“An accomplished and diverse group of jurists.”
New York’s Governor Andrew Cuomo, was aptly describing Justices Sylvia Hinds-Radix, Darcel Clarke and four other eminent jurists he had just elevated to the State's Appellate Bench, one of the busiest in the country. His choices were made after careful consideration and the inclusion of the two female Black judges as well as Justice Randall Eng, an Asian-American immigrant who was born in China and who was made presiding judge of the Second Department of the Appellate Division, underscored the importance of diversity and judicial temperament, qualities to which the state’s chief executive indicated he paying close attention as he selects judges for the highest branches of the court system.
The choice of Justice Hinds-Radix, a Caribbean immigrant, who is currently the administrative judge of the civil division of the State court in Brooklyn enhances the caliber of the bench that settles legal disputes in 10 counties in New York. The same holds true for Justice Clarke, who has served with distinction and dignity as a judge in the Bronx. Both Black women are graduates of Howard University School of Law in Washington D.C. and they embody the qualities we all look for and expect in our high judicial officers.
Their appointments are important for a key reason. They send a strong message to the judicial and legal communities that Cuomo intends to search for the best legal minds, people who are accomplished and are representative of the communities served by the courts. That means we can expect more attorneys of color to be appointed to the bench, correcting an obvious deficiency in the system which remains dominated by whites. In addition, Cuomo shows he understands only too well that the Appellate Division was in dire need of some of his attention. Until he selected Justices Hinds-Radix, Clarke, Eng, Judith Gische, Joseph Valentino and Gerald Whalen, the Governor had seemingly left the Appeals court far too short of qualified judges. He had not chosen a single justice to the Appellate Division in the past two years, allowing several positions to remain vacant in every Department.
A word or two about Hinds-Radix. She first ascended the bench as a civil court judge in Brooklyn more than a decade ago. Three years later, she won a seat on the State Supreme Court in 2004 and then proceeded to demonstrate that she possessed the even-handed qualities and knowledge of the law that the state needs. They have been the defining characteristics of her legal career, which included a successful stint as chief counsel of the immigration program of District 37, one of nation’s largest public service unions.
That she was able to attract the support of the Democratic and Republic parties when she ran for the State Supreme Court was a clear indication of her high standing among some key decision-makers in the Empire state. That’s not all. She was recently elected as the President of the Brooklyn Women’s Bar Association, the first Black person to occupy that top position in the august body.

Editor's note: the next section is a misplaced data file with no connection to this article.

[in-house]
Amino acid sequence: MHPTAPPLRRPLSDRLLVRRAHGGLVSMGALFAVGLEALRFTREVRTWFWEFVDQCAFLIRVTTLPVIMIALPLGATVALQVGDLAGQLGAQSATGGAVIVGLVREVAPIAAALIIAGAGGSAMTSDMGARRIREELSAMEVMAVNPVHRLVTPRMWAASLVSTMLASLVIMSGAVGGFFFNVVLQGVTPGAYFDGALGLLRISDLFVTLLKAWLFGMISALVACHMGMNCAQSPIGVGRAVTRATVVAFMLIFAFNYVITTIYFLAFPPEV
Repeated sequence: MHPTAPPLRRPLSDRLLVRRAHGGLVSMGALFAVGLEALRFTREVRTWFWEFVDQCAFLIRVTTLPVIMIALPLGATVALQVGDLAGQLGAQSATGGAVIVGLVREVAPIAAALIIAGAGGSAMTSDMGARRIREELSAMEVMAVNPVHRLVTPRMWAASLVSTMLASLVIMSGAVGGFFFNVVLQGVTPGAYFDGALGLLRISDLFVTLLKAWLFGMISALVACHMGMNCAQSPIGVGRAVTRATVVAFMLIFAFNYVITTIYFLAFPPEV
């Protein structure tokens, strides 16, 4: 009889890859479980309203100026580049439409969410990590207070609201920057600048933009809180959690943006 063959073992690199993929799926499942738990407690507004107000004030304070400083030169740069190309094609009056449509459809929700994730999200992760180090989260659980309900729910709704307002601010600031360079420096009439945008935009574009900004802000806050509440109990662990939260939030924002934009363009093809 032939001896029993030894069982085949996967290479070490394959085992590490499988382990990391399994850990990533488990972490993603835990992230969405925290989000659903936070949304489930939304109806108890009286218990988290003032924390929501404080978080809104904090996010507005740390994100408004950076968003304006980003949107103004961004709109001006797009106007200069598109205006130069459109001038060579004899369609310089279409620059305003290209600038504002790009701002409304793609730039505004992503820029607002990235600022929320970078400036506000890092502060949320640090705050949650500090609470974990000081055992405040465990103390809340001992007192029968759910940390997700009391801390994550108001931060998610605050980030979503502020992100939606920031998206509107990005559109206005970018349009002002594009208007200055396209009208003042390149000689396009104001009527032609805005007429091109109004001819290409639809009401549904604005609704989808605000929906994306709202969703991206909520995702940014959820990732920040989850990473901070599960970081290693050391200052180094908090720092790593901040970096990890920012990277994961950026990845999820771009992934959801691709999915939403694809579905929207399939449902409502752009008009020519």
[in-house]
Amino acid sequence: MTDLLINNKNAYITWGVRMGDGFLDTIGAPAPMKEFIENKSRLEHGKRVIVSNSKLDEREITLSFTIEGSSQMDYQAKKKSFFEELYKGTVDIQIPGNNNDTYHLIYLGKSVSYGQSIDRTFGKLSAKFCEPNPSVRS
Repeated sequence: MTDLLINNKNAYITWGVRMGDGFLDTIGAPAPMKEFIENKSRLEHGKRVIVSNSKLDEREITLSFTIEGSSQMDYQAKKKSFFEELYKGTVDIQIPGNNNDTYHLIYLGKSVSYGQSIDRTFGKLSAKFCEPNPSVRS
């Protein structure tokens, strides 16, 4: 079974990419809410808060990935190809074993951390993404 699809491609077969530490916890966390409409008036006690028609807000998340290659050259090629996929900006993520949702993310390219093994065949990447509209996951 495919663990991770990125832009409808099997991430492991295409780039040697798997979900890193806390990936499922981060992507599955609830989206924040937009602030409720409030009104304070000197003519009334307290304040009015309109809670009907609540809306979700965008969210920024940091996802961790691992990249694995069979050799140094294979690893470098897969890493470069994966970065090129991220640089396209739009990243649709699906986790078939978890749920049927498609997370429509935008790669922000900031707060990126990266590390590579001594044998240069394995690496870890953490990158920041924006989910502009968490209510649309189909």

Nadine Fontaine, President of the Metropolitan Black Bar Association, stated it eloquently when she said of Justice Hinds-Radix, she “has repeatedly demonstrated a strong commitment to the principles of fairness and justice and the advancement of the members of our diverse community.”
What also sets her apart from many of her judicial colleagues is her deep interest in the growth and development of our young people. Her interest doesn’t rest simply on her desire to keep teens out of the courts but to serve as a role model, someone with whom they relate. She goes regularly into City Schools and churches telling the youth about making sound career choices and traveling along the path that leads to being productive members of society.
Another role model is U.S. Congresswoman Yvette Clarke, a Democrat of Brooklyn, who has just been given a high rating by the Institute for Policy Studies for her voting record on Capitol Hill. She made the list of 14 members of the Democratic Caucus of the House of Representative who were given an “A” for doing the most “to narrow America’s economic divide over the past two years.”
Two other members of the Congressional Black Caucus, John Conyers of Michigan and Eddie Bernice Johnson of Texas made the “honor roll.”
Clarke, the daughter of Caribbean immigrants, who is up for re-election to the House in November, distinguished herself by supporting an array of bills that would, among other things raise the minimum wage, index inflation and establish the Buffet Rule” minimum tax rate that all wealthy Americans must pay.
The Institute, a liberal think tank, graded lawmakers on their approach to a series of bills that either feathered “the nest of America’s most affluent” or enhanced economic opportunities of our 99 per cent.” It doesn’t take rocket science to figure out that Congresswoman Clarke aggressively supported the measures that seek to ensure that all Americans share in the country’s wealth. She did the same thing as a member of the New York City Council and it didn’t come as surprise to those who have followed her legislative career that she would be so highly rated.